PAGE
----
The HTC One X uses the Nvidia Tegra 3 chipset, with the ULP GeForce graphics. This chipset allows it to display console level graphics, and several developers have released "THD" version of their games to take advantage of this. Basically, the HTC One X can display effects in games which other smartphones cannot match.


Quick specifications: 
Android 4.x
4.7-inch, 720 x 1280 IPS2 LCD display protected by Gorilla Glass
32 GB storage, not  expandable 
1 GB of RAM
Quad-core 1.5 GHz processor ARM Cortex-A9
ULP GeForce graphics
Tegra 3 chipset
8 MP autofocus camera with LED flash
1.3 MP front camera
1080p video recording
HSDPA 21.1 Mbps
1800 mAh battery
25 GB of Dropbox cloud storage for two years
Php32,990 suggested retail price

The HTC One X matches the Samsung Galaxy S III in terms of features. One main point of consideration is battery life. The HTC One X has the same battery life of the Samsung Galaxy S III in terms of talk time, but it falls behind in web browsing and video playback. The HTC One X provides 1 hour less endurance in web browsing, and a whopping 4 hours less battery life in video playback.

Deal breakers? The internal storage is 26 GB, with the remaining 6 GB being reserved for the operating system. I suspect this is enough for most users, but if 26 GB is enough this could be a deal breaker. Another issue is that the battery is not user replaceable. Given that you can expect to want to replace you battery within the next two years, this could be an issue.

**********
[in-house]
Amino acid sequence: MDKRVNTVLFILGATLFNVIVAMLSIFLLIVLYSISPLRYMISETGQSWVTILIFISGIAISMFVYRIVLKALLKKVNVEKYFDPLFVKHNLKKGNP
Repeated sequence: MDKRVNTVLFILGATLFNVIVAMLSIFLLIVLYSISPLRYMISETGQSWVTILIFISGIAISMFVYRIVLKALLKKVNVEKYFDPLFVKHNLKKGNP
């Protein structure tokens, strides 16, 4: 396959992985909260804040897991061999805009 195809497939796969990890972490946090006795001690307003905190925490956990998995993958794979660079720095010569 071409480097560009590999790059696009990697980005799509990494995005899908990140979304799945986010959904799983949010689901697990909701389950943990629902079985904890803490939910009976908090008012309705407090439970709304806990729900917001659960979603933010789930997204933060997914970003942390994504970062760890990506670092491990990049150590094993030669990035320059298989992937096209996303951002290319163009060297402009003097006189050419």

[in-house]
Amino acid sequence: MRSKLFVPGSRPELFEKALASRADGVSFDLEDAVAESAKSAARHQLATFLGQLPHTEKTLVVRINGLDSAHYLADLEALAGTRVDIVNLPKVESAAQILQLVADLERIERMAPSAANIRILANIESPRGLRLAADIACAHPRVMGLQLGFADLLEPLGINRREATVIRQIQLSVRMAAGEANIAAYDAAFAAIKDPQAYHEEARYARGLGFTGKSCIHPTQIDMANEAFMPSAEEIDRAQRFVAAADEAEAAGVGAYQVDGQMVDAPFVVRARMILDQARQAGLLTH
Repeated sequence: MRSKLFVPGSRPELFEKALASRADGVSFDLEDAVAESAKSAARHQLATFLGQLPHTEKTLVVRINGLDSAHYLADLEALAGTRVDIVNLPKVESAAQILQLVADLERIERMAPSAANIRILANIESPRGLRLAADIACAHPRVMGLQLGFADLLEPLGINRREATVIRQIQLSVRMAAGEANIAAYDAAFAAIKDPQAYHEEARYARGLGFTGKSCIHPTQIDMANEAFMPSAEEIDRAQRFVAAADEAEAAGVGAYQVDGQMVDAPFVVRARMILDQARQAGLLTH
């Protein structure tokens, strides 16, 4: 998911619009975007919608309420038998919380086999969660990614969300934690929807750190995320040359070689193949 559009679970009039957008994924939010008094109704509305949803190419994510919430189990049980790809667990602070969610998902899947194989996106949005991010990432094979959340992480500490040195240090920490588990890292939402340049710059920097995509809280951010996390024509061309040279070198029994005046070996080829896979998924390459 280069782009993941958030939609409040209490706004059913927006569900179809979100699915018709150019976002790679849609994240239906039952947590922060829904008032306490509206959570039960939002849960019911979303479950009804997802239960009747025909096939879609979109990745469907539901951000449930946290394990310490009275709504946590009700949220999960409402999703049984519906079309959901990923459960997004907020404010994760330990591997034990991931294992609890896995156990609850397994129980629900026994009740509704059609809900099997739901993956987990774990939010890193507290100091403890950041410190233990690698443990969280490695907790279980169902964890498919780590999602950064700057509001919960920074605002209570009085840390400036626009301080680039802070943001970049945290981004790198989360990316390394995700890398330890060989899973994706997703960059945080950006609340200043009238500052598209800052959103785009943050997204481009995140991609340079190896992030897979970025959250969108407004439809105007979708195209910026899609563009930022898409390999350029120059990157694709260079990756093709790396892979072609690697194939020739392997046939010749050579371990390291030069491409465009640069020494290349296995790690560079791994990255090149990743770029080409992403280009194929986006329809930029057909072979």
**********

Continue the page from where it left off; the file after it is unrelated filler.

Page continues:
3. Samsung Galaxy Note - Php27,800 t0 29,900

Samsung has sold 7 million of these rather awkwardly sized smartphones. The 5.3 inch 800 x 1280 Super AMOLED displays on the Samsung Galaxy Note makes it a bit big for a smartphone, on the other hand the larger display also mean that the device is a more useful viewing and productivity tool. Basically, as big as smartphones have gotten, the main limiting factor as to how useful they are is the screen size. That is why tablets are so popular.

The Samsung Galaxy Note walks the middle road between the two. It is much more portable than a tablet. It is much larger than a smartphone. The addition of a pressure sensitive stylus it makes it an excellent platform for photo editing and note taking. Despite the new Android phones released after it, when it comes to a hand held productivity tool, this is still the king of the Android world.

Quick specifications:

Android 4.x
5.3-inch, 800 x 1280 Super AMOLED display protected by Gorilla Glass
16 GB storage expandable via Micro SD card
1 GB of RAM
Dual core 1.4 GHz processor ARM Cortex-A9
Mali-400MP graphics
Exynos chipset
8 MP autofocus camera with LED flash
2 MP front camera
1080p video recording
HSDPA 21.1 Mbps
2500 mAh battery
Php29,990 suggested retail price